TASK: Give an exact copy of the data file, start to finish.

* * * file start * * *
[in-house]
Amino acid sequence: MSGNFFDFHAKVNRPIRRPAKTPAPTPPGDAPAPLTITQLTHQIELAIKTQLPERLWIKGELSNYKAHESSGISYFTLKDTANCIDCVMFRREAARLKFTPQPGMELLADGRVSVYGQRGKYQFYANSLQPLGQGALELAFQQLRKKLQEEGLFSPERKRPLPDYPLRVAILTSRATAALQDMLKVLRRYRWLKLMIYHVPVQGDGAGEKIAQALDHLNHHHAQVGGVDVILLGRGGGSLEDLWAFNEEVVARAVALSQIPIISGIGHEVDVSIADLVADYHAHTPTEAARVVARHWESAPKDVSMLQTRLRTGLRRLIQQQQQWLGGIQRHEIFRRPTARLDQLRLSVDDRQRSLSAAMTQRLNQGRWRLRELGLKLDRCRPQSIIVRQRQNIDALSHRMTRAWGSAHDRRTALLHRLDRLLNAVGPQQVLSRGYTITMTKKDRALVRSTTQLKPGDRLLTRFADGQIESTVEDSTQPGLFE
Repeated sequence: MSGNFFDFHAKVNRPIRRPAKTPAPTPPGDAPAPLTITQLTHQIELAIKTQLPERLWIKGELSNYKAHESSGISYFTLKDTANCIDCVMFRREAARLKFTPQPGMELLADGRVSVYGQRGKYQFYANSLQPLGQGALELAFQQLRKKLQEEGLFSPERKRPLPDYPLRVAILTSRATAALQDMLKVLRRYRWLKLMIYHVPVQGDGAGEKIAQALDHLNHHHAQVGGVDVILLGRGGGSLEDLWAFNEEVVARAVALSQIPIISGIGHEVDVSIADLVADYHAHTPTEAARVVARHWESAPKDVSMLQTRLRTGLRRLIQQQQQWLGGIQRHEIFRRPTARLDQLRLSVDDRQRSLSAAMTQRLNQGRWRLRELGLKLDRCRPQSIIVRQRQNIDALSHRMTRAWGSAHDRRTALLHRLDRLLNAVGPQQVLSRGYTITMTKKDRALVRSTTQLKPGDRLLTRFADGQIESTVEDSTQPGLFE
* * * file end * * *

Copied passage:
[in-house]
Amino acid sequence: MSGNFFDFHAKVNRPIRRPAKTPAPTPPGDAPAPLTITQLTHQIELAIKTQLPERLWIKGELSNYKAHESSGISYFTLKDTANCIDCVMFRREAARLKFTPQPGMELLADGRVSVYGQRGKYQFYANSLQPLGQGALELAFQQLRKKLQEEGLFSPERKRPLPDYPLRVAILTSRATAALQDMLKVLRRYRWLKLMIYHVPVQGDGAGEKIAQALDHLNHHHAQVGGVDVILLGRGGGSLEDLWAFNEEVVARAVALSQIPIISGIGHEVDVSIADLVADYHAHTPTEAARVVARHWESAPKDVSMLQTRLRTGLRRLIQQQQQWLGGIQRHEIFRRPTARLDQLRLSVDDRQRSLSAAMTQRLNQGRWRLRELGLKLDRCRPQSIIVRQRQNIDALSHRMTRAWGSAHDRRTALLHRLDRLLNAVGPQQVLSRGYTITMTKKDRALVRSTTQLKPGDRLLTRFADGQIESTVEDSTQPGLFE
Repeated sequence: MSGNFFDFHAKVNRPIRRPAKTPAPTPPGDAPAPLTITQLTHQIELAIKTQLPERLWIKGELSNYKAHESSGISYFTLKDTANCIDCVMFRREAARLKFTPQPGMELLADGRVSVYGQRGKYQFYANSLQPLGQGALELAFQQLRKKLQEEGLFSPERKRPLPDYPLRVAILTSRATAALQDMLKVLRRYRWLKLMIYHVPVQGDGAGEKIAQALDHLNHHHAQVGGVDVILLGRGGGSLEDLWAFNEEVVARAVALSQIPIISGIGHEVDVSIADLVADYHAHTPTEAARVVARHWESAPKDVSMLQTRLRTGLRRLIQQQQQWLGGIQRHEIFRRPTARLDQLRLSVDDRQRSLSAAMTQRLNQGRWRLRELGLKLDRCRPQSIIVRQRQNIDALSHRMTRAWGSAHDRRTALLHRLDRLLNAVGPQQVLSRGYTITMTKKDRALVRSTTQLKPGDRLLTRFADGQIESTVEDSTQPGLFE